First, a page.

From a young woman known to me.
I am a 26-year old Maltese professional, currently working abroad. Needless to say that right now, my Maltese pride has been quashed and I feel the need to deviate from questions asking where I’m from when meeting clients. As colleagues read the foreign news and ask me what’s going on, I struggle to explain the situation diplomatically, trying not to make Malta look like a dump where corruption is so ingrained it has reached the highest levels of the state, rendering our institutions just there for show.
What is happening to our country? If people think that the fact that persons within the government may somehow be involved in a journalist’s murder does not have an impact on a prospective client’s assessment of Malta, then they are grossly mistaken. This is the time where we need to protect our business environment and our reputation, that has taken years to build and which may fall apart at any moment. We need to be present in the fight against corruption; it affects all of us, and a decline in business and investment ripples throughout the economy. If people think we can depend on the sale of European Schengen passports till kingdom come for cash infusions, then they are in for a rude awakening.
Which brings me to my second point. I have attended most of the monthly vigils (up until a few weeks ago), and I remember saying to myself and those with me ‘you always see the same faces, mostly of people our parents’ age’. I wish I could be in Malta right now to attend the protests and to support people like yourself, Mr Delia, who have fought and continue to fight tirelessly to keep the momentum going, in our quest to seek justice and not only for Daphne’s heinous assassination. Honestly, if it weren’t for people like you, and other individuals and organisations such as #occupyjustice, Repubblika and a number of PN MPs and MEPs, then I can’t even begin to imagine where we’d be. And most importantly, thank you to Daphne’s family – her sons, her husband, her parents and sisters – thank you for giving her to us. We cried for her upon her assassination as she represented the hope of a better Malta to us. And that hope died with her on that day. We should have done more for her. We must do more, to get justice for her murder.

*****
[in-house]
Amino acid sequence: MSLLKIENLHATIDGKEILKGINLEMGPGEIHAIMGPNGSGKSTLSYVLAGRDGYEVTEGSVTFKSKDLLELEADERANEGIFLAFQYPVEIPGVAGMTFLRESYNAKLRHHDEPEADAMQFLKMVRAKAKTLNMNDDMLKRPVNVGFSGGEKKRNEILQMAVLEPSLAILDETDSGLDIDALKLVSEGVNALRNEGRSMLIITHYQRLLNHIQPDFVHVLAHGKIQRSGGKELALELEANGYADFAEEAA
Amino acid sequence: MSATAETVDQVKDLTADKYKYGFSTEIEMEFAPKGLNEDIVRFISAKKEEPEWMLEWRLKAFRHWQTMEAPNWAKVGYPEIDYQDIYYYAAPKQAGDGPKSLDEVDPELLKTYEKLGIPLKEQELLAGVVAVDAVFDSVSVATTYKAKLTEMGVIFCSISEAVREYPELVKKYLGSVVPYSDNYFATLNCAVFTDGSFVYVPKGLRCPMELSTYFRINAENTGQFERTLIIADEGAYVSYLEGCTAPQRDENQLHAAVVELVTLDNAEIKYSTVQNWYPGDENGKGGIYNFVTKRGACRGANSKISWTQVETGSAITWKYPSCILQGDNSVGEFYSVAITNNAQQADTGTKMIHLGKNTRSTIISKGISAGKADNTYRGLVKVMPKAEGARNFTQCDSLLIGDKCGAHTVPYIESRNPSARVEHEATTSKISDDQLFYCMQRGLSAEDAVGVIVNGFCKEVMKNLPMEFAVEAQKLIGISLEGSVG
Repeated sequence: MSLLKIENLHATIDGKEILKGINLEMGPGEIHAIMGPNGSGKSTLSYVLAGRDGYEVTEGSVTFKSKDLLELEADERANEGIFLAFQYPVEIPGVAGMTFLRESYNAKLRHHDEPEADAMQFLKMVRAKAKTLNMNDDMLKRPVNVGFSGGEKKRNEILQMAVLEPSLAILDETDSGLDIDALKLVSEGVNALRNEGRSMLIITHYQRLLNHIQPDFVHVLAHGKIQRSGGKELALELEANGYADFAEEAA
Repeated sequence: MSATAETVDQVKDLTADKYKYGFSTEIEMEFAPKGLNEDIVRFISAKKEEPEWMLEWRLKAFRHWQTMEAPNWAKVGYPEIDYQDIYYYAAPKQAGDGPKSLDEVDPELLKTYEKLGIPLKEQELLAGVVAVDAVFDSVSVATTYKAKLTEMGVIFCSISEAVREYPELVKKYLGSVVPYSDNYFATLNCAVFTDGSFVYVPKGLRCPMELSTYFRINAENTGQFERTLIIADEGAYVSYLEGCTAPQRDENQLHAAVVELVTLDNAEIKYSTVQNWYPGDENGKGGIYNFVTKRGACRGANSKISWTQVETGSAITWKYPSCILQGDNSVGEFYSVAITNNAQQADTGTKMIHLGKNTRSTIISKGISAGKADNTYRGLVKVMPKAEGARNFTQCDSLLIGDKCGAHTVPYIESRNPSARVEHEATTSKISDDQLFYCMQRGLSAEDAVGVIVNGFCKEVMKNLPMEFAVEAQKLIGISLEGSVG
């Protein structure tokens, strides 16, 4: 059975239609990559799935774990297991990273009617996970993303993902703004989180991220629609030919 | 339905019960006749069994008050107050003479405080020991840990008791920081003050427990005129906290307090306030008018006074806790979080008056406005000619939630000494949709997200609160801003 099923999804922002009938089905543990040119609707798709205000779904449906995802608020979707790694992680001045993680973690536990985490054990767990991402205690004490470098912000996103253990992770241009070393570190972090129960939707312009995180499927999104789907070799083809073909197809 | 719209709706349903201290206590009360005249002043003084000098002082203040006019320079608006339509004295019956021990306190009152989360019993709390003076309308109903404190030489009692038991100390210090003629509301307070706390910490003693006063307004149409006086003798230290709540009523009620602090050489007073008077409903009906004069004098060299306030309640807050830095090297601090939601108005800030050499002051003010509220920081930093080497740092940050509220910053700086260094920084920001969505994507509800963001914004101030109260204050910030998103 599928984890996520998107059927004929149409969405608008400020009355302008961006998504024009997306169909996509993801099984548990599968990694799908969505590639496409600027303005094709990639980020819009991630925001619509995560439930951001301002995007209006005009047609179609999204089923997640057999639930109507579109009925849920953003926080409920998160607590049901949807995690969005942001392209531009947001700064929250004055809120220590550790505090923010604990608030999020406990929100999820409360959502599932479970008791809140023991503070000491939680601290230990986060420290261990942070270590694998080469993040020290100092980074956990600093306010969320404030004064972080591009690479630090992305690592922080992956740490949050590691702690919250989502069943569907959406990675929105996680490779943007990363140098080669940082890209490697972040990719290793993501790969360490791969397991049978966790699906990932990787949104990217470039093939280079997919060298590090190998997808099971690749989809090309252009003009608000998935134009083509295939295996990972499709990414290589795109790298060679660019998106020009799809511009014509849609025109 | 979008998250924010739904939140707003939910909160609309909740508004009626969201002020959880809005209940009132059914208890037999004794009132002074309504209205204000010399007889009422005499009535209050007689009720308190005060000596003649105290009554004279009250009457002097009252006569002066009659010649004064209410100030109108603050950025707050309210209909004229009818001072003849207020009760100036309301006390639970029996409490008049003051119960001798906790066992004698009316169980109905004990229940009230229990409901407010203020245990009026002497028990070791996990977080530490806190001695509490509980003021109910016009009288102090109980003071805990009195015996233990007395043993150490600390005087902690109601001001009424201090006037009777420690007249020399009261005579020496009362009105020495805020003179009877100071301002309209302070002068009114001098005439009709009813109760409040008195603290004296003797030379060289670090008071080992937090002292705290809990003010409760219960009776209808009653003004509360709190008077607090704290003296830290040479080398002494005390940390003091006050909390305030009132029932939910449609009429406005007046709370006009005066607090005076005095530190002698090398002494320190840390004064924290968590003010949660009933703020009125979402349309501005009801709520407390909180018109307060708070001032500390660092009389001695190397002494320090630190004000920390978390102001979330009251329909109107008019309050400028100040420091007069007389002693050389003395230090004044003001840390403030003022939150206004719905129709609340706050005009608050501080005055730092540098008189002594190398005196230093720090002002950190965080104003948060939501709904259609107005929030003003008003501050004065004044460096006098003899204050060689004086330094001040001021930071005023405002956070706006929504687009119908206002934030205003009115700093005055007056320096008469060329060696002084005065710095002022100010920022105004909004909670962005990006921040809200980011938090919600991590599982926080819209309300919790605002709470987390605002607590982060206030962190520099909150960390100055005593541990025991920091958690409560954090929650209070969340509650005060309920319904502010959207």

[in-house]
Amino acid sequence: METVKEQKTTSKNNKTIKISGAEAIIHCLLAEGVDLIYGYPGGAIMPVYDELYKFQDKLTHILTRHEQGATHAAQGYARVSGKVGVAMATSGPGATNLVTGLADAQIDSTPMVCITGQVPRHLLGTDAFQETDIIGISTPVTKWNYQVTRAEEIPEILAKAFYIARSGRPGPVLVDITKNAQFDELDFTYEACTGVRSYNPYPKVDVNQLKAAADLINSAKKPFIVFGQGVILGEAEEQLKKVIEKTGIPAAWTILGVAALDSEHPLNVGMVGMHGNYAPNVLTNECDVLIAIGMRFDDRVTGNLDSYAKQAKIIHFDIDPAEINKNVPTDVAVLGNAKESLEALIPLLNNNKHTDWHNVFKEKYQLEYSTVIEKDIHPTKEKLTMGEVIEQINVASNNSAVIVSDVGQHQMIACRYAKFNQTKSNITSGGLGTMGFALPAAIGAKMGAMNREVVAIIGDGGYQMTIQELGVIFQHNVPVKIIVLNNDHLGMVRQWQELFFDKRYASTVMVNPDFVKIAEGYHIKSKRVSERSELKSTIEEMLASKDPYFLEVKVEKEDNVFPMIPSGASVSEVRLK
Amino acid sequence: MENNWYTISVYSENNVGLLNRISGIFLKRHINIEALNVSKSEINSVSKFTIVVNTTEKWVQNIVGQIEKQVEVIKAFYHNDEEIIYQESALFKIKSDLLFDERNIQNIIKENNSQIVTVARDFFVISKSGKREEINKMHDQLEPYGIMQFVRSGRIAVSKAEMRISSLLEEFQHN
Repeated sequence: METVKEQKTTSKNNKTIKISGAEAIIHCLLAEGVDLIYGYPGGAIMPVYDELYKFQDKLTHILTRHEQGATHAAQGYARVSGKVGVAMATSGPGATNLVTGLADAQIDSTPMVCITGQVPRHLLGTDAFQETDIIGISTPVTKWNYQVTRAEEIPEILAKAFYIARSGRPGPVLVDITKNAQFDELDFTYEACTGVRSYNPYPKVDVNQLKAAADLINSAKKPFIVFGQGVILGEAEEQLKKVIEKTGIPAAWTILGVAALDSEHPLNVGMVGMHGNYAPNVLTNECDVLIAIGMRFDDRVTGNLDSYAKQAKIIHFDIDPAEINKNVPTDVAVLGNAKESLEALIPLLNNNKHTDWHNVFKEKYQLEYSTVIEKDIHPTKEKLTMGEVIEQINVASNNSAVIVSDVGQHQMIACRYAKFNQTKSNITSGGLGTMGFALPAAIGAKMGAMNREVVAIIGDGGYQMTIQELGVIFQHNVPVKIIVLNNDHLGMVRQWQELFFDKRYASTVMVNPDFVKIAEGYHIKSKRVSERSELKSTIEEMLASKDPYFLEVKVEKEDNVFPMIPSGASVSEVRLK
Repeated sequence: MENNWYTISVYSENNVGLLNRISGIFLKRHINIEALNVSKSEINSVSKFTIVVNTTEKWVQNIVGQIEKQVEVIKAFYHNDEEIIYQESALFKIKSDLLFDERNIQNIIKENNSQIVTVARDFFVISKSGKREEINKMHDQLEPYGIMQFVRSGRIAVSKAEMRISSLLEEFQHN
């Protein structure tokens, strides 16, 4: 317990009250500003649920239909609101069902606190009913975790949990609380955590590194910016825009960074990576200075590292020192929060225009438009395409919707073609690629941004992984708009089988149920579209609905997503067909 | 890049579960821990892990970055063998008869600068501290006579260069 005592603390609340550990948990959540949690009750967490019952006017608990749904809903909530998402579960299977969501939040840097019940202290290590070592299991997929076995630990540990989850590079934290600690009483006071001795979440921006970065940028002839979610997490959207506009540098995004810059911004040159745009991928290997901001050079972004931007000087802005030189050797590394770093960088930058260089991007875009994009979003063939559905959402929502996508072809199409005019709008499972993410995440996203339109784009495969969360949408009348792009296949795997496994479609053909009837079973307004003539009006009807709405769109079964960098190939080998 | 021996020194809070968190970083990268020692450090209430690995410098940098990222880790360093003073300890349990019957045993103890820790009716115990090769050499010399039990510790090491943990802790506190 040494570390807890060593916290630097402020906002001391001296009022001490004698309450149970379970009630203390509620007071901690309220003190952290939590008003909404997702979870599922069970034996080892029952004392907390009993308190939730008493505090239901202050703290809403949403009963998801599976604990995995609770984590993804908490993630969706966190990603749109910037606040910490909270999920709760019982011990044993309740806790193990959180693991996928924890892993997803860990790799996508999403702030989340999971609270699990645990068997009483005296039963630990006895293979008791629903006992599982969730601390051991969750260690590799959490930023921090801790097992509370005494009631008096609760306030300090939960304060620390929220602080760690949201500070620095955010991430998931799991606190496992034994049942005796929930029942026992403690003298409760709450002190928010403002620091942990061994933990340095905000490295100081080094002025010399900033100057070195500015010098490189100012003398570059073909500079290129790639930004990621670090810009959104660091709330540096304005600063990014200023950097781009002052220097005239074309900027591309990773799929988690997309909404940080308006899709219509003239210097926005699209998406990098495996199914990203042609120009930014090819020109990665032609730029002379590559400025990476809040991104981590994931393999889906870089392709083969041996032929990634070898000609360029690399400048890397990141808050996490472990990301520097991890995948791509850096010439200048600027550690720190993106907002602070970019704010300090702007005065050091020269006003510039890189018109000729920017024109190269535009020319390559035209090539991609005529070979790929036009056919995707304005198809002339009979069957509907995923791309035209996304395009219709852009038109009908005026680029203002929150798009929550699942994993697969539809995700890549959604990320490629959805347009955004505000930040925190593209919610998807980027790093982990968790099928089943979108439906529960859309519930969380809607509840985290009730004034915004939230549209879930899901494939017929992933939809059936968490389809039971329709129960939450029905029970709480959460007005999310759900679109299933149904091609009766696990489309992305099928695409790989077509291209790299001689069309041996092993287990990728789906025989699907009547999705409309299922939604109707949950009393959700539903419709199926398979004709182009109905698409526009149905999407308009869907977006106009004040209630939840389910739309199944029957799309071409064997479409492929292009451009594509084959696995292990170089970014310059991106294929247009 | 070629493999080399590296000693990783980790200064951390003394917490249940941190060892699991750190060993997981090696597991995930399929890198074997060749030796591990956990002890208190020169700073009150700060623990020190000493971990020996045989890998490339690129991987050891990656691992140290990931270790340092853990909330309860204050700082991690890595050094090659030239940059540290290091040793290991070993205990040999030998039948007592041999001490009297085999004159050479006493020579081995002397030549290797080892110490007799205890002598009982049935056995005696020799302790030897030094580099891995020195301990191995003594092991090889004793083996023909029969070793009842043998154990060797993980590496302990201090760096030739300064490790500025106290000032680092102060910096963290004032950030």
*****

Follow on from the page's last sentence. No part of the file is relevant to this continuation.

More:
So why aren’t we doing more? Where are all the young people? Let me speak for myself here, but I’m sure many people my age can relate. In the seventies and early eighties, my parents witnessed it all – violent incidents, human rights abuses, widespread corruption, and even political murder. I grew up with a sense of pride knowing that no matter how bad it gets, we can always fight to demand better because in reality, we deserve it. My parents and the generation of that time did it, and so can we. A government isn’t invincible – we should always expect the best because our taxes pay their salaries!
These people are there to serve us and not to make hay whilst the sun shines.
My parents (now in retirement) tell me that this is going to be an uphill struggle and that it could get worse. But I am more positive. I know that we will get there. But we shouldn’t expect to achieve this just by standing by and watching other people fight our battles. How can people my age still go on with their normal lives, spending their Friday nights having drinks in Valletta, or using errands as an excuse not to attend protests, whilst our country is in dire straits? It is so surreal to me.
And what about the teenagers (who may soon exercise their right to vote)? What about the students? My parents always recall the story of when medical students chained themselves to the railing in front of Castille in protest, against the obscenities by the Labour government way back in the seventies. Can’t imagine that ever happening today with our society drowning in apathy. Politics isn’t about going for pre-drinks before a mass meeting, or being a “keyboard warrior” on Facebook, or taking a selfie with your favourite politician to post on Instagram with some cheesy quote. It’s about standing up for what you believe that your government should be doing for you. You elected those ministers and members of parliament to represent you – why not call them out when they aren’t acting as they should? Squandering our hard-earned money on dirty deals and keeping things under wraps?
And finally, and most importantly, what about our politicians? We elected you all to parliament two years ago – why is it always the same faces fighting corruption in court and attending protests to fight for the truth? Before anyone says ‘din Nazzjonalista u indannata’ – please, no. I honestly don’t care if Labour are at the helm of our government, but all I ask for is a clean and honest government, free of corruption, that plays fairly. Am I being naive? Possibly. But is the status quo something we voters should accept? Definitely not. I appeal to members of parliament on government benches including ministers. How can you let these people hijack the party you love? What are you afraid of? You were elected to represent the people – so go out there and do what’s right.